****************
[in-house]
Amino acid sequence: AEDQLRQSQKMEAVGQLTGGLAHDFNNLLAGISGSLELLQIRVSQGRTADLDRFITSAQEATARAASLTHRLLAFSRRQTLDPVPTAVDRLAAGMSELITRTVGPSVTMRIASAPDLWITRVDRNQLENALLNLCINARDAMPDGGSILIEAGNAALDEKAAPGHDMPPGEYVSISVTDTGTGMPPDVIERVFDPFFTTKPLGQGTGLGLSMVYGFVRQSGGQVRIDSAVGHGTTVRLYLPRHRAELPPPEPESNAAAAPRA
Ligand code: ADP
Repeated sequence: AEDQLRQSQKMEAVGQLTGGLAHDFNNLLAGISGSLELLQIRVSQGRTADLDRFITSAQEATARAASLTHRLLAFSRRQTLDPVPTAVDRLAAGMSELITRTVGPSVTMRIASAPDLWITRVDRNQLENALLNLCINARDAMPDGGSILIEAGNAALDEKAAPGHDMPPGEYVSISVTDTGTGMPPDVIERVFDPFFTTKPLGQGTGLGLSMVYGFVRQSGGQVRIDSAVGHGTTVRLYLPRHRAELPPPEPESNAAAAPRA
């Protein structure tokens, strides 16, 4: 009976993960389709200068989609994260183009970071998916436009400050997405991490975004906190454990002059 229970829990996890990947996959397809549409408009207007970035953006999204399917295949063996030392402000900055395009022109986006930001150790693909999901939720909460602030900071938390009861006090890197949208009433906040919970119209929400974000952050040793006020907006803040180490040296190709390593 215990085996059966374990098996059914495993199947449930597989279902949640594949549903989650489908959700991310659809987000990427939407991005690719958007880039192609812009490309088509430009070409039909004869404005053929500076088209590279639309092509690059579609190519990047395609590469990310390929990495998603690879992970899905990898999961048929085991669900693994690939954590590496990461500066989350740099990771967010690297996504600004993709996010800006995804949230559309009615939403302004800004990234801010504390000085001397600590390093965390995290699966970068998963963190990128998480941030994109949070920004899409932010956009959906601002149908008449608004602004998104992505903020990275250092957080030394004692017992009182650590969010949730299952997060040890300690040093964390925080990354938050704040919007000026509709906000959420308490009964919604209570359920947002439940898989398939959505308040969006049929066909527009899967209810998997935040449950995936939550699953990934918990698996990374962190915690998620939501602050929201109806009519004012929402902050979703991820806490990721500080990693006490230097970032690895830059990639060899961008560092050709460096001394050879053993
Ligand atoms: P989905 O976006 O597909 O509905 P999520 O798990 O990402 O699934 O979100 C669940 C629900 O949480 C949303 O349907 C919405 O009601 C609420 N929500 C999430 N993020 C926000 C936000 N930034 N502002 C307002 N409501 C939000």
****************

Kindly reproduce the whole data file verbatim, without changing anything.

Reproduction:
[in-house]
Amino acid sequence: AEDQLRQSQKMEAVGQLTGGLAHDFNNLLAGISGSLELLQIRVSQGRTADLDRFITSAQEATARAASLTHRLLAFSRRQTLDPVPTAVDRLAAGMSELITRTVGPSVTMRIASAPDLWITRVDRNQLENALLNLCINARDAMPDGGSILIEAGNAALDEKAAPGHDMPPGEYVSISVTDTGTGMPPDVIERVFDPFFTTKPLGQGTGLGLSMVYGFVRQSGGQVRIDSAVGHGTTVRLYLPRHRAELPPPEPESNAAAAPRA
Ligand code: ADP
Repeated sequence: AEDQLRQSQKMEAVGQLTGGLAHDFNNLLAGISGSLELLQIRVSQGRTADLDRFITSAQEATARAASLTHRLLAFSRRQTLDPVPTAVDRLAAGMSELITRTVGPSVTMRIASAPDLWITRVDRNQLENALLNLCINARDAMPDGGSILIEAGNAALDEKAAPGHDMPPGEYVSISVTDTGTGMPPDVIERVFDPFFTTKPLGQGTGLGLSMVYGFVRQSGGQVRIDSAVGHGTTVRLYLPRHRAELPPPEPESNAAAAPRA
């Protein structure tokens, strides 16, 4: 009976993960389709200068989609994260183009970071998916436009400050997405991490975004906190454990002059 229970829990996890990947996959397809549409408009207007970035953006999204399917295949063996030392402000900055395009022109986006930001150790693909999901939720909460602030900071938390009861006090890197949208009433906040919970119209929400974000952050040793006020907006803040180490040296190709390593 215990085996059966374990098996059914495993199947449930597989279902949640594949549903989650489908959700991310659809987000990427939407991005690719958007880039192609812009490309088509430009070409039909004869404005053929500076088209590279639309092509690059579609190519990047395609590469990310390929990495998603690879992970899905990898999961048929085991669900693994690939954590590496990461500066989350740099990771967010690297996504600004993709996010800006995804949230559309009615939403302004800004990234801010504390000085001397600590390093965390995290699966970068998963963190990128998480941030994109949070920004899409932010956009959906601002149908008449608004602004998104992505903020990275250092957080030394004692017992009182650590969010949730299952997060040890300690040093964390925080990354938050704040919007000026509709906000959420308490009964919604209570359920947002439940898989398939959505308040969006049929066909527009899967209810998997935040449950995936939550699953990934918990698996990374962190915690998620939501602050929201109806009519004012929402902050979703991820806490990721500080990693006490230097970032690895830059990639060899961008560092050709460096001394050879053993
Ligand atoms: P989905 O976006 O597909 O509905 P999520 O798990 O990402 O699934 O979100 C669940 C629900 O949480 C949303 O349907 C919405 O009601 C609420 N929500 C999430 N993020 C926000 C936000 N930034 N502002 C307002 N409501 C939000």